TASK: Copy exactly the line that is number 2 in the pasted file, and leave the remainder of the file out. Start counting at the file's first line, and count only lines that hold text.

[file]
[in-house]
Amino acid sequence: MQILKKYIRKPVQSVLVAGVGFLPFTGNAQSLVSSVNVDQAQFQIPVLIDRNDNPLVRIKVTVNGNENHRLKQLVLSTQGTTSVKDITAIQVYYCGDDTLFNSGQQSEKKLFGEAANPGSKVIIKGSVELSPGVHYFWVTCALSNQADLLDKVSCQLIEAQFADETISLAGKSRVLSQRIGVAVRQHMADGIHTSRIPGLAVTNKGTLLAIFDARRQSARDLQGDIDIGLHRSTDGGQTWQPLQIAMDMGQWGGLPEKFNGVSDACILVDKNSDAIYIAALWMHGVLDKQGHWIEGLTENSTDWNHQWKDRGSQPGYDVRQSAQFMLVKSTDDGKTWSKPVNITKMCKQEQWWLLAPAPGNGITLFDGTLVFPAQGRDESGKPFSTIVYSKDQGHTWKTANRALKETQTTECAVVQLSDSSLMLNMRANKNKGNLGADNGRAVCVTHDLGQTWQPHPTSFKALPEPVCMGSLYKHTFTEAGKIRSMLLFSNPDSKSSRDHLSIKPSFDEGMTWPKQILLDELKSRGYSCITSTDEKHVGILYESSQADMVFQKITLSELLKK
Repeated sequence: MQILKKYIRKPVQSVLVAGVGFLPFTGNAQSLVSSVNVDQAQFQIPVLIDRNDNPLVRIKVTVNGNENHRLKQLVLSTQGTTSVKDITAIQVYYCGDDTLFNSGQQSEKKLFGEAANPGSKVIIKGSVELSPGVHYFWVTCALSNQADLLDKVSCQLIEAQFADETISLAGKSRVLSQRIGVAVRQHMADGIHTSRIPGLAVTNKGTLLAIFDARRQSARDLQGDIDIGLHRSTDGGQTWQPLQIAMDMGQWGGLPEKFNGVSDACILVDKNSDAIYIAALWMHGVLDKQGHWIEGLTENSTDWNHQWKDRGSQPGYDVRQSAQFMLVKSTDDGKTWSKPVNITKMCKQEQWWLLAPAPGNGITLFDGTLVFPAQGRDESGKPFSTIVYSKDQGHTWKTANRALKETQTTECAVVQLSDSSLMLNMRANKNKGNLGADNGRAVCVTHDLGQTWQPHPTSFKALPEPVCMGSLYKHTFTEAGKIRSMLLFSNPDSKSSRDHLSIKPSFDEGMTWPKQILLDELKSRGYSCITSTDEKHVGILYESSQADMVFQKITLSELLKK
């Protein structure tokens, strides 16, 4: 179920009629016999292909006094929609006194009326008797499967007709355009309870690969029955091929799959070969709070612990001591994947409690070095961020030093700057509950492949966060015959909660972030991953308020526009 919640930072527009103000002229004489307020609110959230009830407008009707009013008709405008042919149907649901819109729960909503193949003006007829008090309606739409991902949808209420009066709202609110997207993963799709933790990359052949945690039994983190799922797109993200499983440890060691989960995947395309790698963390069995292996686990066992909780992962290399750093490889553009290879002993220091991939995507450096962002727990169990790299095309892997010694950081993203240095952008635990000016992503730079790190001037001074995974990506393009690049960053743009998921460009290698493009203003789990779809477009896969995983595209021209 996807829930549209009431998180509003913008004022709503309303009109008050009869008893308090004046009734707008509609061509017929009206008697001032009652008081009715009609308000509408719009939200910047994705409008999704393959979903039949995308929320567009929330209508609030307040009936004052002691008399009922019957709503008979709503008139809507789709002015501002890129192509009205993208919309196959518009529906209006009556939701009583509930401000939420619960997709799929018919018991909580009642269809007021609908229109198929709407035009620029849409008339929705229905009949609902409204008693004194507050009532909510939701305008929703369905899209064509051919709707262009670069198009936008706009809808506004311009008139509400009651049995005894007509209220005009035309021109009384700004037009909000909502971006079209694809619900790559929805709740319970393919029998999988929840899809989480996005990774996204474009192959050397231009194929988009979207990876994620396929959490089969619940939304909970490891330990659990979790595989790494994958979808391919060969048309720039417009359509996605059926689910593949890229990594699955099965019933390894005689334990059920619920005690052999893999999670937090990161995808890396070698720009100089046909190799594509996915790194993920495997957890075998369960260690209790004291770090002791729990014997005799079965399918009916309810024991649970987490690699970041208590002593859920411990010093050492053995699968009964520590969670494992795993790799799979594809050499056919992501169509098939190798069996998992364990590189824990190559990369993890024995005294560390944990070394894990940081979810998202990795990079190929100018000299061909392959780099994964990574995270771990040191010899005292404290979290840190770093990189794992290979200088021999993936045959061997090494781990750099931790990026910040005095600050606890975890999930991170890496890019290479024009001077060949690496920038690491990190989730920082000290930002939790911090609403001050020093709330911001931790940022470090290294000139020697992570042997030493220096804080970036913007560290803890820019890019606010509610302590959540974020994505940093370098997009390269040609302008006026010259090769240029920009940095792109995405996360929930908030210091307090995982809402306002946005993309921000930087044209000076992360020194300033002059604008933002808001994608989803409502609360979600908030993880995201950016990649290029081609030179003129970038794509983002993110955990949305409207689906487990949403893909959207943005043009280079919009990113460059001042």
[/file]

Amino acid sequence: MQILKKYIRKPVQSVLVAGVGFLPFTGNAQSLVSSVNVDQAQFQIPVLIDRNDNPLVRIKVTVNGNENHRLKQLVLSTQGTTSVKDITAIQVYYCGDDTLFNSGQQSEKKLFGEAANPGSKVIIKGSVELSPGVHYFWVTCALSNQADLLDKVSCQLIEAQFADETISLAGKSRVLSQRIGVAVRQHMADGIHTSRIPGLAVTNKGTLLAIFDARRQSARDLQGDIDIGLHRSTDGGQTWQPLQIAMDMGQWGGLPEKFNGVSDACILVDKNSDAIYIAALWMHGVLDKQGHWIEGLTENSTDWNHQWKDRGSQPGYDVRQSAQFMLVKSTDDGKTWSKPVNITKMCKQEQWWLLAPAPGNGITLFDGTLVFPAQGRDESGKPFSTIVYSKDQGHTWKTANRALKETQTTECAVVQLSDSSLMLNMRANKNKGNLGADNGRAVCVTHDLGQTWQPHPTSFKALPEPVCMGSLYKHTFTEAGKIRSMLLFSNPDSKSSRDHLSIKPSFDEGMTWPKQILLDELKSRGYSCITSTDEKHVGILYESSQADMVFQKITLSELLKK